The movie picks up pretty decently in the final act. As aforementioned, Kubrick is a fan of sloooow pacing, so the third act is a breath of fresh air. Humbert and Lo have been living in Beardsley, but after a vicious argument, and a mysterious phone call, they leave and travel the States again. Slowly, Humbert realizes that they are being followed, even though Lolita doesn't seem to care. After a short stay in the hospital due to fever, Lolita suddenly disappears from Humbert's life for three years. At this point, Humbert's life is cut out of the film, including his affair with Rita, the Lolita look-alike (and another reference to doppelgangers). Lolita re-enters Humbert's life by writing him a letter; it turns out that Lo is married, pregnant, and heavy with debt. She asks for a handout, and Humbert shows up at his door, meeting the new Lolita and the new husband, a near-deaf war veteran, whom Lo finds "sweet" but doesn't love.

In order to get the money, Lolita finally reveals who helped her escape Humbert's clutches, and who is the architect of Humbert's heartbreak. It's Clare Quilty, who is the spectral figure of American intellectualism (ie, nihilism, Eastern philosophy, bad dancing and black clothes). Humbert painfully realizes that he can never have Lolita and decides to go murder Quilty, which brings us to the present. The film ends with a caption on screen that Humbert died in prison awaiting trial. Notably, the ending of the film leaves out Dolores' death in childbirth and Humbert writing the "Lolita" novel while in prison. I'm not sure that her death is necessary to enjoy the film.

I found the adaptation to be slow and boring. Even for all of its visual faults, the movie benefits from spectacular casting, including Shelley Winters as the loud Mrs. Haze and Mason as the suave and European Humbert. Of course, Peter Sellers is awesome as usual, playing Quilty's death scene perfectly: wry, uncaring and unfeeling. Kubrick's successful adaptation of Humbert's perspective versus fact is note for note perfect. If you needed to teach unreliable narration for film, this is the movie to use.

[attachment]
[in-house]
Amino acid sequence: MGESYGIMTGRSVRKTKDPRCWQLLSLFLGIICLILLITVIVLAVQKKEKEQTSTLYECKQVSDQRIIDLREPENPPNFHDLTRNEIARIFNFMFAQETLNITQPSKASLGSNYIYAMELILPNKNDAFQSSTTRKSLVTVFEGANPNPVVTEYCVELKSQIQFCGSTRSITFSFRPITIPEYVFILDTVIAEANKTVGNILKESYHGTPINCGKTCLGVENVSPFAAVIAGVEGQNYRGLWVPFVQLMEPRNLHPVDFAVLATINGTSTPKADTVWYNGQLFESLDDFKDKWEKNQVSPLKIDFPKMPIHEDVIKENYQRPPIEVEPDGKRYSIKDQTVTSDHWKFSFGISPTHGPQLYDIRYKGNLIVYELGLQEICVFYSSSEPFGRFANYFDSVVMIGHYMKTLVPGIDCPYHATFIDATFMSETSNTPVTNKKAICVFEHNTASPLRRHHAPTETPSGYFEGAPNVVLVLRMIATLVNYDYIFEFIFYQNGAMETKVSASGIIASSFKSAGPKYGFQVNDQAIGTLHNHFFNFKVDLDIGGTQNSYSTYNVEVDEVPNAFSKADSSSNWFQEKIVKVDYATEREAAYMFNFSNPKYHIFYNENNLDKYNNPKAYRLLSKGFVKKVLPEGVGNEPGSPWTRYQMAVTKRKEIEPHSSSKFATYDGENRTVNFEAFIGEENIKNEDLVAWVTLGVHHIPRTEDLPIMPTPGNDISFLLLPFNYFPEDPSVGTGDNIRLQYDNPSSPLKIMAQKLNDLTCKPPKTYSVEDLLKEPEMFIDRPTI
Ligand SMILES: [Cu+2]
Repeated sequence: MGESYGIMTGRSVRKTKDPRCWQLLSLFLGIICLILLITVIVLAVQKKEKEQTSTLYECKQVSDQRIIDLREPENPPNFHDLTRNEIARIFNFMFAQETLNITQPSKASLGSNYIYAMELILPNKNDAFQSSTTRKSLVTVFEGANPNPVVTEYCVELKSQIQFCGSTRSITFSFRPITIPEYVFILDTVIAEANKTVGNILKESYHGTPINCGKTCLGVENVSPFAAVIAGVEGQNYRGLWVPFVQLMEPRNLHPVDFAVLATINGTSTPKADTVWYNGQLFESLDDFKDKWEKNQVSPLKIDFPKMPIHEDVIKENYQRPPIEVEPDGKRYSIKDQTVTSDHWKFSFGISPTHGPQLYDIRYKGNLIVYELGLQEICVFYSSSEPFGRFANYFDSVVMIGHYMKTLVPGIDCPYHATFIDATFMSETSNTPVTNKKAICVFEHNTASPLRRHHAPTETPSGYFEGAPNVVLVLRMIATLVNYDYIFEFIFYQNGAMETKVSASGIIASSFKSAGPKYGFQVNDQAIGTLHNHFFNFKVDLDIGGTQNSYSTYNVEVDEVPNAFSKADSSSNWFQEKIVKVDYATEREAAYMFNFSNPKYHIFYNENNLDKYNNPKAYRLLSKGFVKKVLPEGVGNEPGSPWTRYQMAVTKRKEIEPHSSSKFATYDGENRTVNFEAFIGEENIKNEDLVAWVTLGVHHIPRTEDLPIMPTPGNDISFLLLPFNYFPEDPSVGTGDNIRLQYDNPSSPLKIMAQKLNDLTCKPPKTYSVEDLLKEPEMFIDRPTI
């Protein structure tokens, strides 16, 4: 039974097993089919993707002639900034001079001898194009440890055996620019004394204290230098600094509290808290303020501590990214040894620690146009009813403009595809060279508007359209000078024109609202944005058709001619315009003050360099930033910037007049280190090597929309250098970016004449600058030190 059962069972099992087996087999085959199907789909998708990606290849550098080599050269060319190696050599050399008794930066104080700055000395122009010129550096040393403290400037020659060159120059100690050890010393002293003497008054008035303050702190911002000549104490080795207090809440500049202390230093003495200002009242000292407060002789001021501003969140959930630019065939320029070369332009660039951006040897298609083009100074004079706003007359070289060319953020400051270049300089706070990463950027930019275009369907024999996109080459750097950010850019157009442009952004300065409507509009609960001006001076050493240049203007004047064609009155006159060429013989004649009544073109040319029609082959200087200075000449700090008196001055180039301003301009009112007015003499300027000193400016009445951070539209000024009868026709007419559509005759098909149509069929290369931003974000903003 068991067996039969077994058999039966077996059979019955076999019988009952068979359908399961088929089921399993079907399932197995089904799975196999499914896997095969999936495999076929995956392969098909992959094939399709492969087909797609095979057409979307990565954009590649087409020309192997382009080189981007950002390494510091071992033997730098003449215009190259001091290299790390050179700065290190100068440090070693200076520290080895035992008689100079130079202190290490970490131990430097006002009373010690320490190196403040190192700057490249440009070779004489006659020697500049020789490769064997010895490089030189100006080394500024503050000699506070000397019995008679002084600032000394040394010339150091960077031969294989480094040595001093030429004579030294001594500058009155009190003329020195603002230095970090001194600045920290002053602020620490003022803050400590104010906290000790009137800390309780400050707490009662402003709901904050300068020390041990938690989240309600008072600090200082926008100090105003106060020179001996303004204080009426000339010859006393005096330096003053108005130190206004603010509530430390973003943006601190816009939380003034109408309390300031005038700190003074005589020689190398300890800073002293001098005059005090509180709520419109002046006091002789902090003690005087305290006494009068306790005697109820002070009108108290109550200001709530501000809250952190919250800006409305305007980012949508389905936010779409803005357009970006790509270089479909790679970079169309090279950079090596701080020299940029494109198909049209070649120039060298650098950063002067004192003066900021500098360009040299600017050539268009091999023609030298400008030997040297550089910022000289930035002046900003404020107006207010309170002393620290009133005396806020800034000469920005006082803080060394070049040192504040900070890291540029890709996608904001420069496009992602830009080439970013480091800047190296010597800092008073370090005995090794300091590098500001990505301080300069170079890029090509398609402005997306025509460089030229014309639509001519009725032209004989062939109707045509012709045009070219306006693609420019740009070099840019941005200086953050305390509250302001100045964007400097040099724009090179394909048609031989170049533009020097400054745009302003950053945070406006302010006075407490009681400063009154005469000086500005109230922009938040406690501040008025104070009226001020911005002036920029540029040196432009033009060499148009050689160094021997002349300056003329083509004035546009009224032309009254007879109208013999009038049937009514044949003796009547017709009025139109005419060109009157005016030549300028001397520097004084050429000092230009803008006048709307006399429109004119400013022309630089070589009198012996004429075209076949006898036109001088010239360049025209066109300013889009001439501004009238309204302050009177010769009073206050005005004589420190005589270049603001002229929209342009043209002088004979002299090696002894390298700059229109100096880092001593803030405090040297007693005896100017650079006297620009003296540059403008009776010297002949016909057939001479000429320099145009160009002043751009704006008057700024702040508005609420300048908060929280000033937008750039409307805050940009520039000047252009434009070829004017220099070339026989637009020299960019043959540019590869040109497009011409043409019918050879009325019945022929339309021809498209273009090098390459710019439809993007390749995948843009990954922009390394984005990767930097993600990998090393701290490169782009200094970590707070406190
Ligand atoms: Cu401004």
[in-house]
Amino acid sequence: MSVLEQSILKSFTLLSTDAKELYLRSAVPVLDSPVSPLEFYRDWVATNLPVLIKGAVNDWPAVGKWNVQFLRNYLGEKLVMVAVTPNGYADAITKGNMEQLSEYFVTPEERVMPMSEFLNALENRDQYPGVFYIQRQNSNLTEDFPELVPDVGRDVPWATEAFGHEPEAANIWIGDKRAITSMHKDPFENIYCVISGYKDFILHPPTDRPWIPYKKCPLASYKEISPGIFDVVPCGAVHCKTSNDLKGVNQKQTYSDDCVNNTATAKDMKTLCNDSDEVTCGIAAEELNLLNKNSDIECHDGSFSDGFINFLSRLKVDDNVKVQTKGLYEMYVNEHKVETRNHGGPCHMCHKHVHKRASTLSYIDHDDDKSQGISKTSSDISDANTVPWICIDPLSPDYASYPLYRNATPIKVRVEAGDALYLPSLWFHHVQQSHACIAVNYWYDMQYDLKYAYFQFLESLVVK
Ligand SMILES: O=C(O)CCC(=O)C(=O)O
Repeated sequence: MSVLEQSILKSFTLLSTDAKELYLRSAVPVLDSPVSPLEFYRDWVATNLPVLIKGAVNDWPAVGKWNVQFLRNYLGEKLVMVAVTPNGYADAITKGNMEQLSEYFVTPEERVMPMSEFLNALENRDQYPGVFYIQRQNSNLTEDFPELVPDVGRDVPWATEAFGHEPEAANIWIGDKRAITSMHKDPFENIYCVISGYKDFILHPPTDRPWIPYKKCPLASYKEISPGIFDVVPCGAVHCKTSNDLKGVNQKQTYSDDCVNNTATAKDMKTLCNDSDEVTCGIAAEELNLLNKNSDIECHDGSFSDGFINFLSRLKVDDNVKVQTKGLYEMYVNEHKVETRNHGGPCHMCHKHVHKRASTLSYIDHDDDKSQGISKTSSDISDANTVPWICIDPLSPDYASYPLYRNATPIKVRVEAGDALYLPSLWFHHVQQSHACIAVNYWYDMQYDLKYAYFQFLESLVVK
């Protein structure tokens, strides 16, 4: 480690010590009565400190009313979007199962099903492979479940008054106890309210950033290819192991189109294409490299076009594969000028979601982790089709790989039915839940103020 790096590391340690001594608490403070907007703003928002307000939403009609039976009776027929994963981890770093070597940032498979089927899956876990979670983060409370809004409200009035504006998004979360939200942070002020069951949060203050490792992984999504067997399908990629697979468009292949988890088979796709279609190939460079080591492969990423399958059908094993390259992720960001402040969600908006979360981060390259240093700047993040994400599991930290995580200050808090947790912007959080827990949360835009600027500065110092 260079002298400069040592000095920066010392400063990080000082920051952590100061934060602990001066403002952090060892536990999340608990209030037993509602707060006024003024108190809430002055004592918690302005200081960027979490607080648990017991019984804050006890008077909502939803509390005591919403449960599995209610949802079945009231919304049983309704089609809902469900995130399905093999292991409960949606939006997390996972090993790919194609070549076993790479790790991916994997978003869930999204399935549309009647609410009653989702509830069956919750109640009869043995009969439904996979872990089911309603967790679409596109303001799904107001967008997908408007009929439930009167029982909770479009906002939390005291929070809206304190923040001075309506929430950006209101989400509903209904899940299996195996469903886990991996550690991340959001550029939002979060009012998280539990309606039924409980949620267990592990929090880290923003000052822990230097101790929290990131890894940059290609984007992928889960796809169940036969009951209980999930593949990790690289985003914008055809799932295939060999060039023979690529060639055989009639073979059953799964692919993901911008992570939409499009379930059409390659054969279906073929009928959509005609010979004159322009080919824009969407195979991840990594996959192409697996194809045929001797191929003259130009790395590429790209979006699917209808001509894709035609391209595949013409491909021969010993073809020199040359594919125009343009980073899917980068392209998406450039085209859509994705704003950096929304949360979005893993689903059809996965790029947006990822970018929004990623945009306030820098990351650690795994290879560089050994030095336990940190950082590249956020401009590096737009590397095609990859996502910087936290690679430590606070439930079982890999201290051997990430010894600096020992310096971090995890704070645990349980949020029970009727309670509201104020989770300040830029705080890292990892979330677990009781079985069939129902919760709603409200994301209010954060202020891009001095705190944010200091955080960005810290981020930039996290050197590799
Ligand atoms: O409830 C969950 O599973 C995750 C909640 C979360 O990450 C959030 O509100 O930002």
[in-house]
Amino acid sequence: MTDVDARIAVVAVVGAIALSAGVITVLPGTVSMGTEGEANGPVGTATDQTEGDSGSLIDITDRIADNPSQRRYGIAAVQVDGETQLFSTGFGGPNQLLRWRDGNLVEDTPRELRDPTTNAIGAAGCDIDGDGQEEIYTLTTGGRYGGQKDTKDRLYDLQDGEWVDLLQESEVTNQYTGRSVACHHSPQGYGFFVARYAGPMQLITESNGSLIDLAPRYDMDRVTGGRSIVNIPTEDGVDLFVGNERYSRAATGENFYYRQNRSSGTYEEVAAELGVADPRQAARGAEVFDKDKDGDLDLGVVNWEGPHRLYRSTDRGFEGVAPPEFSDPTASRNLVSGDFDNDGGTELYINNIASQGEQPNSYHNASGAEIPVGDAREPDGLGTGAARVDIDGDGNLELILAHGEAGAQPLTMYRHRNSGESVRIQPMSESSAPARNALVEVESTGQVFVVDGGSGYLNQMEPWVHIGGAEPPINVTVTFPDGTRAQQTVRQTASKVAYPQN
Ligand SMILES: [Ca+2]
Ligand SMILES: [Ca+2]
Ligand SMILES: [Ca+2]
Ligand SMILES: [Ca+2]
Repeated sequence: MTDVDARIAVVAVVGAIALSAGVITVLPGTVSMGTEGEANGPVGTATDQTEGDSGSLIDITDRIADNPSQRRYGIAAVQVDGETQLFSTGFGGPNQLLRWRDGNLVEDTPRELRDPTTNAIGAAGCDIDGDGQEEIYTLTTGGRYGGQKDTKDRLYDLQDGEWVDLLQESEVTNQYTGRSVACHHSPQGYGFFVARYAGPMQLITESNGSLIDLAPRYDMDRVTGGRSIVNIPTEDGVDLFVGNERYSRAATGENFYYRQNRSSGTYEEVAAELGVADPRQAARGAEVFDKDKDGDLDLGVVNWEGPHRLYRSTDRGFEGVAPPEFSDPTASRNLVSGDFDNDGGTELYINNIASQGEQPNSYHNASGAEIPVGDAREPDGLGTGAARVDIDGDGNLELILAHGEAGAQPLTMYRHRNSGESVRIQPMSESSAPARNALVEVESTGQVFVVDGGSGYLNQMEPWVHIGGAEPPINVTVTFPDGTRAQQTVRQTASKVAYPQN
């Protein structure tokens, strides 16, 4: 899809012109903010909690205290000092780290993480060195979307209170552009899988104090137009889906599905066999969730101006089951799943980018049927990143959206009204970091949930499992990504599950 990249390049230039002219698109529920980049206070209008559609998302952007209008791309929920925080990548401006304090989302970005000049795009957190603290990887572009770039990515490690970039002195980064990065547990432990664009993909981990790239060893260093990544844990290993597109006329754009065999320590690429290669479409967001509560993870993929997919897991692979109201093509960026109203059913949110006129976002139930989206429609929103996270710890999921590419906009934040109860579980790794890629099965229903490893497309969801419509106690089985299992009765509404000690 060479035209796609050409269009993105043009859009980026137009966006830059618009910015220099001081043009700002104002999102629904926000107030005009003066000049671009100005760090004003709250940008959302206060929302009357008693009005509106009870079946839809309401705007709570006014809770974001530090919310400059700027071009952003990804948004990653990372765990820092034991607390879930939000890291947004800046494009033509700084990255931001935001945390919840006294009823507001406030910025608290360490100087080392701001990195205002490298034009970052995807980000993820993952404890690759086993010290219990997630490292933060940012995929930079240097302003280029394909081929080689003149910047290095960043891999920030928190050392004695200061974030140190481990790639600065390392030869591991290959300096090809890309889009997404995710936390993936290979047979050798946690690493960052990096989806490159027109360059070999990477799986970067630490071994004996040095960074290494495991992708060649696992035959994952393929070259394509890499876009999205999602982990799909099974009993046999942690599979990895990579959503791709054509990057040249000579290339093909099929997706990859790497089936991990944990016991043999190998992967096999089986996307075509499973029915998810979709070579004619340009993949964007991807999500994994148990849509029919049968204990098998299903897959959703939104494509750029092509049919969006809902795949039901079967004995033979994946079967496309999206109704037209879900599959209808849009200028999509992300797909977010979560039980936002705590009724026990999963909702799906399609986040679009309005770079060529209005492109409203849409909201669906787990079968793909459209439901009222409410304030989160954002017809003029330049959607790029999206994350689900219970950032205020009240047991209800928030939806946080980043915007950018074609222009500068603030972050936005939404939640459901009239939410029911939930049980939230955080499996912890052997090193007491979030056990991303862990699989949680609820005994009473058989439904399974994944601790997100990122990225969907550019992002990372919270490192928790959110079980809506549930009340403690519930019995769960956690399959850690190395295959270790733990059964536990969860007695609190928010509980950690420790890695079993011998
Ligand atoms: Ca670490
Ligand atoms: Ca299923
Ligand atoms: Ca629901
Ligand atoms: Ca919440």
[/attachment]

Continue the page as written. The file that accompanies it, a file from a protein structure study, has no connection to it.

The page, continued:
One of the numerous reasons why the novel was so good was for the wordplay, the puns, the observations on society, and all of Humbert's great sarcastic and spiteful comments. The film version is only charming and entertaining because of Mason's acting and voice, not because of the adaptation. Pretty much only Cary Grant could replace Mason in this role. The screenplay doesn't allow for any room for Humbert to charm the audience. His voice-over narration is minimal and merely moves us from place to place.

I would still say that this is a successful adaptation of a great novel, but there's still some Kubrick-ian problems, such as the slow pacing and the cold detachment from the characters. And since it's not very visually engaging, such as The Shining or Eyes Wide Shut, that's a definite negative. I expect a lot from Kubrick in terms of composition. Of all of Kubrick's films, this does not rank near the top for me. I liked it, but I didn't love it.

It still remains for "a lay of the land" to look at Fear and Desire, Killer's Kiss, The Killing, Paths of Glory, Spartacus and surprisingly, Dr Strangelove, all of which I've never seen. I will try to track down the Criterion edition of Spartacus, but the first four Kubricks I may never see, if only because they're out of print, or hard to track down. The Kubrick Kick series will take a break and resume with hopefully Dr Strangelove.

No comments: